“Things are better this year, right?” I am asked again and again. The short answer, from this high school administrator, is yes and no, depending on which aspect we choose to focus on.
On the surface, things are mostly back to normal. We’re not in masks or tracking COVID cases or on a hybrid learning schedule. We’re having assemblies, sporting events, band concerts, and school dances. Hallway shenanigans are back. We had a senior prank last year. A couple of boys rounded up some local ducks and let them loose in the main hall.
I wasn’t even annoyed. It was nice to have the pranks back.
This school year, I haven’t taken a single angry phone call from a parent about COVID restrictions (too loose or too rigid) and haven’t sat on a committee to determine the safest way to keep schools open. I haven’t heard the phrase, “We’re building the airplane in the air,” in many months. These are all victories in my mind and indications that the worst is behind us.
There are, however, some unfortunate realities that are far more prevalent now in a post-COVID high school world. The two primary culprits I see regularly are student apathy and a lack of perseverance. When students learned in a virtual setting, either fully or partially, the “school muscles” that they had been developing since kindergarten, didn’t get much exercise. The routine — one that so many students relied on to thrive — was broken.
I found that the kids who learned online only during the 2020-21 school year struggled the most with readjustment to campus life. Learning largely in isolation, some overwhelmed students fell behind; some gave up on their studies altogether. We are now trying desperately to catch them up academically, but we are starting to have difficult conversations with families about graduation being a semester or year later than expected for some learners.
We are also reminding our students how to exercise those “school muscles.” But apathy, which shows up mostly in the form of school days missed and assignments not completed, can be difficult to counteract. The overriding sentiment seems to be, “Why does any of this matter?” It’s especially prevalent among underclassmen, who were in middle school during the height of COVID learning. As such, they missed some vital developmental skills — grit, time management, self-advocacy, social communication, and even just how to handle their bodies — that the middle school experience provides.
The overriding sentiment seems to be, ‘Why does any of this matter?’
Juniors and seniors seem to have adjusted better. Juniors, after all, had made it through most of eighth grade, and seniors were already high school freshmen by the time schools shut down in March 2020. They are missing fewer pieces in the “this is how we do school” toolbox. The older kids also seem wiser than in years past. They’ve been through a lot.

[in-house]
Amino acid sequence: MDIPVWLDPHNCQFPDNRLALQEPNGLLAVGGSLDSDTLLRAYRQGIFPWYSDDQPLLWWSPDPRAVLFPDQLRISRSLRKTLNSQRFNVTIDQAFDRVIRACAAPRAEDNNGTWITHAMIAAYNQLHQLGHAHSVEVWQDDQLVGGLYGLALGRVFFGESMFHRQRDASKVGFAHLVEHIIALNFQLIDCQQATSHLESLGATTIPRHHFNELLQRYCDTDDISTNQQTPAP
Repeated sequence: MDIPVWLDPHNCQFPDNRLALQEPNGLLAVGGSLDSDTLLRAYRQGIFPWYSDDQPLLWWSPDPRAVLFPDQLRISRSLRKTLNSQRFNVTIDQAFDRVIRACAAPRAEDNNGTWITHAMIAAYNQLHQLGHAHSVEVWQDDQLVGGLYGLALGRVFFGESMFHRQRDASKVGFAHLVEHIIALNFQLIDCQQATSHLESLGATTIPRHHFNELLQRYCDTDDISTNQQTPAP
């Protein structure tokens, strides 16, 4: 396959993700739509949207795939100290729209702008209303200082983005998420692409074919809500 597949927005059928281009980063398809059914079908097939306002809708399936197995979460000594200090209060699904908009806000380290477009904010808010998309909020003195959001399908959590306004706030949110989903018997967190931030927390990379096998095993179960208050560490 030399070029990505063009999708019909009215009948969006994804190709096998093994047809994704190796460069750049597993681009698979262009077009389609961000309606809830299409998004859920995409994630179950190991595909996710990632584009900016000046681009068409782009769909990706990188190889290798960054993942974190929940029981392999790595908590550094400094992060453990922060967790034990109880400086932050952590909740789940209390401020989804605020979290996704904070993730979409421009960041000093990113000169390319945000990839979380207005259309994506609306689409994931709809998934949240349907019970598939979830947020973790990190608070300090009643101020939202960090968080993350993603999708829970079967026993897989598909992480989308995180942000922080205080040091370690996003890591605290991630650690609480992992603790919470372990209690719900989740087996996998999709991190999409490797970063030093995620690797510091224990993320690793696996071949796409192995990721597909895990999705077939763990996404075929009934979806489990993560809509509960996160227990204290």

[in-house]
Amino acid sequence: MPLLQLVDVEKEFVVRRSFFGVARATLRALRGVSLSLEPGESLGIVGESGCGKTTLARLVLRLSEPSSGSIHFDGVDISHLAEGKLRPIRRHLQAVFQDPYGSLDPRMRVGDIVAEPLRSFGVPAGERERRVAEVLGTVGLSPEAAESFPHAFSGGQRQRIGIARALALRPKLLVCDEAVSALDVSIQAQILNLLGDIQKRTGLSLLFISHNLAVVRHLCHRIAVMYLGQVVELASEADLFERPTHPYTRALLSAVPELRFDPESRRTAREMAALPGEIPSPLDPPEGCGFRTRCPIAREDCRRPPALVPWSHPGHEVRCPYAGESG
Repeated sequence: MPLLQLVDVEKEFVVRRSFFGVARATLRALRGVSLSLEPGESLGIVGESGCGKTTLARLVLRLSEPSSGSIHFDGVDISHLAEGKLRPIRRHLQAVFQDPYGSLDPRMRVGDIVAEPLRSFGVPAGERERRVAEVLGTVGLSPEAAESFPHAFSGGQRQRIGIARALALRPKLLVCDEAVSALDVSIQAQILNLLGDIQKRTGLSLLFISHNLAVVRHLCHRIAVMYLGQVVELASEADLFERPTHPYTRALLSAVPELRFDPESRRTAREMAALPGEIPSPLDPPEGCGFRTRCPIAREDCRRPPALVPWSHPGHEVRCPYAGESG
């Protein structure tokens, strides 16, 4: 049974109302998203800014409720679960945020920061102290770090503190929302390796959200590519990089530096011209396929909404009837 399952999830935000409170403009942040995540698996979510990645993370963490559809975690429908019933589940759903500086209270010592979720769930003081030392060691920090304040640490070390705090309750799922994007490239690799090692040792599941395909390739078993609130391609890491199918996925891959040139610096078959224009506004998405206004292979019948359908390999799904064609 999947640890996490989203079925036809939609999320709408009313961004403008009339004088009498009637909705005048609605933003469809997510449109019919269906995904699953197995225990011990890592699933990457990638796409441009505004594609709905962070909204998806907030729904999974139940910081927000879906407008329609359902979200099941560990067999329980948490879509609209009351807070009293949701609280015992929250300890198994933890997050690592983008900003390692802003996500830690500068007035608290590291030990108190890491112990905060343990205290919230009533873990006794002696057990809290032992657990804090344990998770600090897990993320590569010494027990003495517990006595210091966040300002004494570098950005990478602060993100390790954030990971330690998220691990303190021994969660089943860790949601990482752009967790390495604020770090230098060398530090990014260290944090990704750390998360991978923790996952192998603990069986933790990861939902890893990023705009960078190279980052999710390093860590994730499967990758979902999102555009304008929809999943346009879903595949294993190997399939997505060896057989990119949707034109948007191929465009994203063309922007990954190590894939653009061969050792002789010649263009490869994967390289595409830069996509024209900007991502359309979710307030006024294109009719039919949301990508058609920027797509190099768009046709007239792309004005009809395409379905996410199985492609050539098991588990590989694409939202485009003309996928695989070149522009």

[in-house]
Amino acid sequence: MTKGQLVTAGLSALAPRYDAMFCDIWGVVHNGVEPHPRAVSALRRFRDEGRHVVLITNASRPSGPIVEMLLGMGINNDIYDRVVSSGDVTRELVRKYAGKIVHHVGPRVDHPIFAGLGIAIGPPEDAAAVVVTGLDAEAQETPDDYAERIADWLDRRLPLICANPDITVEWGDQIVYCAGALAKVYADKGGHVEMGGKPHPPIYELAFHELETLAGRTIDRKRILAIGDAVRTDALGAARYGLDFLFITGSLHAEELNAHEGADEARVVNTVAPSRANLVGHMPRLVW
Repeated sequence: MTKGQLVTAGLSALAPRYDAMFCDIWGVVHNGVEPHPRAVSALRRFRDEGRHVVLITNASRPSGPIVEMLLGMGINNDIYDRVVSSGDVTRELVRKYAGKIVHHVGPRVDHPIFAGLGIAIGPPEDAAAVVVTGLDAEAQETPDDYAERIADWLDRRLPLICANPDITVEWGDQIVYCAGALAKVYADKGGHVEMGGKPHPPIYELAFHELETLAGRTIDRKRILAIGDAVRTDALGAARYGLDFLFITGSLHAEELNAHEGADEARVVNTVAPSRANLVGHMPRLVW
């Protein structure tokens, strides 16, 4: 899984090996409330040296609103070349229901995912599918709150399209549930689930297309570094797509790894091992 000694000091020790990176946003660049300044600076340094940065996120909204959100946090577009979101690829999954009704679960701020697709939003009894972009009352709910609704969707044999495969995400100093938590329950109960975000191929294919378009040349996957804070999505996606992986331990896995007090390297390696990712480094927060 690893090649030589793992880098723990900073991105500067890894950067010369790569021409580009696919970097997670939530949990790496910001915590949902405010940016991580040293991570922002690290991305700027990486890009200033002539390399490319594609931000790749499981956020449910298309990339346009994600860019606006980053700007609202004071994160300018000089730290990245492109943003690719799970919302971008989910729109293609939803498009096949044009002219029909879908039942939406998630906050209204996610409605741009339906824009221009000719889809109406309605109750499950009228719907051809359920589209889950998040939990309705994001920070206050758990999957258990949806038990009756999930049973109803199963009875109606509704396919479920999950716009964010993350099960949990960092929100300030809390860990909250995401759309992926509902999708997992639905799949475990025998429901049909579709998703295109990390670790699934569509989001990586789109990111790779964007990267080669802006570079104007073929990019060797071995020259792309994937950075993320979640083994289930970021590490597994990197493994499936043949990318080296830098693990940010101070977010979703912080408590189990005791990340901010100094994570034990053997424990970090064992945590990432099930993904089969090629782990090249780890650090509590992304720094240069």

We are, of course, experiencing our share of low lows this semester. We’ve seen students facing severe mental health crises, including those too anxious to come to school and those who have run away from home. We are hearing from parents struggling with how to help their children. Through a partnership with a local organization, we are offering free, on-campus therapy for students. And our days as administrators are booked solid with students who are still relearning how to “do” school.
Through it all, though, our teachers continue to show up with compassion and tenacity. But unlike in the spring of 2020, when parents — trying in vain to guide their students through virtual learning — heaped praise upon them, educators today are working under a dark cloud. Recent years have brought loud outside voices weighing in on everything from how we teach about race and gender to which books are in the school library.
There is more trepidation in teaching today than I have seen in my 15 years as an educator. But there is resolve, too. We went through COVID. We can do this.
As for the ubiquitous questions about whether things are better this year: On a day-to-day basis, they really do feel better. COVID took away social interactions and ate away at our school culture. We’ve reclaimed that culture; we’re in the process of catching students up on the academics they missed, all the while sharpening the school skills they need to be successful. There are victories each day.
Dr. Brandon McCoy is a high school administrator in Kansas City, Missouri, where he lives with his wife and three children. He writes about life, and public education at The Worst Kids Always Become Principals.